When my daughters (14 and 15) are grown and living on their own, I hope they miss me and call me often. I hope they visit.
We’re in middle of high school angst: social issues, the need to be more independent, and stress of grades. On some days, I feel like I am nagging incessantly. It can be drive a wedge between us.
The 14 year old went out with friends so I pounced on the opportunity.
“Josie, want to go out for lunch with me?”
“Anywhere you want.”
She chose a Japanese restaurant and had the chicken teriyaki bento box. I had the California roll. She told me funny stories about her friends and how she feels anxious, even when on vacation. I was careful to just listen and sympathize.
We had a wonderful time.
“To Do” lists can help you with your motivation. Crossing your tasks off as you do them actually releases dopamine (a neurotransmitter) in your brain. Excitement, satisfaction and pride are emotions that are experienced during this chemical reaction.
If you’re having a hard time getting motivated to do something, break it down into small tasks and assemble a list. As you do each step, cross it off. It might help you feel a sense of inspiration and before you know it, you’ll achieve your goal!
Listen, we go through this every May. I have to close the door after you go out in order to keep the flies and mosquitos from coming in. No need for you to get anxious and insecure. Just go out there and do your business. I’m right here. And remember, this is our routine until it gets cool again. When is that? It won’t get cool again until probably early November.
I was eating in a Phoenix cafe at an open window. A very good-looking family of five walked past the window: mother, father, three small children. The father, dressed in expensive athletic wear (his shoes alone must have cost at least $300), stopped and pointed at a man across the street.
He gestured at a homeless man who was walking and muttering to himself. The wife nodded in agreement to whatever her husband said to her and they laughed as they went on their way.
The young father was judging a man who was clearly struggling by society’s standards. Why? Because the father’s ego was projecting a defense mechanism. Somewhere along the way, this man suffered an emotional injury. He hasn’t worked to defuse his pain (and accompanying anger) and is now spewing his garbage onto his family.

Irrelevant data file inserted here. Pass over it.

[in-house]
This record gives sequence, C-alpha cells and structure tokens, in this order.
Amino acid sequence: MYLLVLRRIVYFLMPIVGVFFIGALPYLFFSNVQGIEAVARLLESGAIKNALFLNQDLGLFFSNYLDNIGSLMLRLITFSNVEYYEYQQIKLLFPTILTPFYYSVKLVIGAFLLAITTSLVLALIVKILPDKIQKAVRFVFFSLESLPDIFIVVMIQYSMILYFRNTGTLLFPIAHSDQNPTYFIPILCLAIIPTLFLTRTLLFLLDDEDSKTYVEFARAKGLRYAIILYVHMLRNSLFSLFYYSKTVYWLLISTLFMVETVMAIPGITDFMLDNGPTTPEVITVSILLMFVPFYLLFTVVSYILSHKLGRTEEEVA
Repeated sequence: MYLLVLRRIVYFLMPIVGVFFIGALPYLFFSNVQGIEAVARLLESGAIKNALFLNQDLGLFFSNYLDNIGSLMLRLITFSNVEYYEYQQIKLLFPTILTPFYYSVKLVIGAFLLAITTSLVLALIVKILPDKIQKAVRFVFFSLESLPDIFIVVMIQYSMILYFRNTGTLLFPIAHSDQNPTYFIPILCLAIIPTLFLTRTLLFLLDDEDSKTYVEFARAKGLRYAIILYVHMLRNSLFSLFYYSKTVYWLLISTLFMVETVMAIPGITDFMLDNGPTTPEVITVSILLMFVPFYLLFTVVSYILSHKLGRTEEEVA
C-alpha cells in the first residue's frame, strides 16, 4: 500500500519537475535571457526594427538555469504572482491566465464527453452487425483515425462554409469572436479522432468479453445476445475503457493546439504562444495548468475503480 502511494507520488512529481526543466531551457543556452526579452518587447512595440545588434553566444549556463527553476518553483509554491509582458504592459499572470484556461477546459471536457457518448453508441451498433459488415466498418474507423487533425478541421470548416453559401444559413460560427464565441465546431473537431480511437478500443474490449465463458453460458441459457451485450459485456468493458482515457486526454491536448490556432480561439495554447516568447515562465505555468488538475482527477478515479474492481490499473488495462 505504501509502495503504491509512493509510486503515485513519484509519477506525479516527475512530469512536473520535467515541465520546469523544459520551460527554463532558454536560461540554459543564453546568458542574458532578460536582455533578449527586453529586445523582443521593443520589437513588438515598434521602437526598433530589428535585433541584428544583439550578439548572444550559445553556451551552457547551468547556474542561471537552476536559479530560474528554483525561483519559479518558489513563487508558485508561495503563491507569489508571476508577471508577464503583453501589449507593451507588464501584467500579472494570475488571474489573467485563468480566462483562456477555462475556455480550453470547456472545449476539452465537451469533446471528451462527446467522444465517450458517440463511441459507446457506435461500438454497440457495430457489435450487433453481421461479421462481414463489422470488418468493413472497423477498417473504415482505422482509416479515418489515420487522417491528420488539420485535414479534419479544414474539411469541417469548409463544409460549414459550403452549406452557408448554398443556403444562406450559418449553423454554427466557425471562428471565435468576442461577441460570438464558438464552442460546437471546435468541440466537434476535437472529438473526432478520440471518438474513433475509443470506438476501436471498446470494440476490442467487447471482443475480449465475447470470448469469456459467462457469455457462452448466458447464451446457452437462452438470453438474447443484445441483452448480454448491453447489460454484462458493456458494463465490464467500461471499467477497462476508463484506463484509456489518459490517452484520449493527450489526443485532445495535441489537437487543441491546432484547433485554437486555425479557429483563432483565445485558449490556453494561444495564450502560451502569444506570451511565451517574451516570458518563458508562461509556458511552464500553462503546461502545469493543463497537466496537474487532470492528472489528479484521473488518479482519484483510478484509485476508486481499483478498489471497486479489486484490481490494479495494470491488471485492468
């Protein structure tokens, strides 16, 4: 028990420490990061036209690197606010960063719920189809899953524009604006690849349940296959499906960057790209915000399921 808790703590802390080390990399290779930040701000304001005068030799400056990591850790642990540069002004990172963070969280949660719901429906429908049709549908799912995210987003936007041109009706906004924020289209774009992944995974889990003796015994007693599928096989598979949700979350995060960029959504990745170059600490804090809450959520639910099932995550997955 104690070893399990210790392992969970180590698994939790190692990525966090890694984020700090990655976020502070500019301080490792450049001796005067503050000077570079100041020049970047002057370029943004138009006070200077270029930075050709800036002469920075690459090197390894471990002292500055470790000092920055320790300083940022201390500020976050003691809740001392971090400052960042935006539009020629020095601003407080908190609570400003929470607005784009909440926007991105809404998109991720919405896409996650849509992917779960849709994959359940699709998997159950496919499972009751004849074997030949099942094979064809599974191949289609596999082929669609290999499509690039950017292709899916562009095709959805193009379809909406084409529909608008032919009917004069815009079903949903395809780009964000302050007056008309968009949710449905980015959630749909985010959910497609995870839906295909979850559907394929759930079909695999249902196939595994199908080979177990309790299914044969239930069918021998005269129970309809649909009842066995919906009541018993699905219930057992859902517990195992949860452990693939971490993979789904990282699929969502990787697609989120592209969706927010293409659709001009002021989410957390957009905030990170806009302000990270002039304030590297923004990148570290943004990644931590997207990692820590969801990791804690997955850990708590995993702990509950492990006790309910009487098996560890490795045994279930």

According to Mindful.com, the cure for the critic is to sit and examine your judgmental thoughts. Be aware of your thoughts. Take responsibility for them. Get to the heart of the matter. Defuse your pain and focus on gratitude. You’ll be happier and your loved ones will, too.
Our family (my husband, two teenager daughters and I) had fallen into a habit of eating dinner together and then retreating to our rooms to do homework, watch TV and write. We were together many hours a week, but we weren’t interfacing much. I longed for that connection, but evening walks fell by the wayside and watching movies together (which we all enjoy!) was not exactly interactive.
Our girls have adopted snarky, rebellious attitudes. It’s normal, but I felt like it could alienate us as parents if we didn’t talk more. The girls once mentioned a fun card game. I logged onto Amazon.com.
20 minutes in and we’re laughing and discussing our answers. Yes, it isn’t exactly “politically correct.” But it’s funny and the girls find it very compelling. The game is hilarious and we all enjoy it. It’s not for everyone – just “horrible people”.
It’s not what you do, but how you do what you do.
She reluctantly volunteered to host the party. And then she complained and stressed about it for months. At last, the day arrived. She greeted the guests with a weary smile and they didn’t feel welcome at all. In fact, a good number of them wanted to leave right right away. Her mood colored the evening a dirty gray.
As the party ended, she uttered aloud, “Thank goodness it’s over!”
The guests felt the same way.
All that time, energy, and money wasted.
If you don’t want to do it. Don’t.
If you have to do it, then accept it. Accept the situation completely.
But if you can, enjoy doing it. Spread love, not regret.
It’s that time again: Fifth graders write a research paper on a famous scientist/athlete/politician/artist. They will dress up as the celebrity and give a 30-60 second speech in first person.
Grading the papers can bring tears of joy or sadness.
It’s akin to the feeling when a student gives you an end-of-year gift with the message of thanks:
You are my favrit teacher.
You are grate.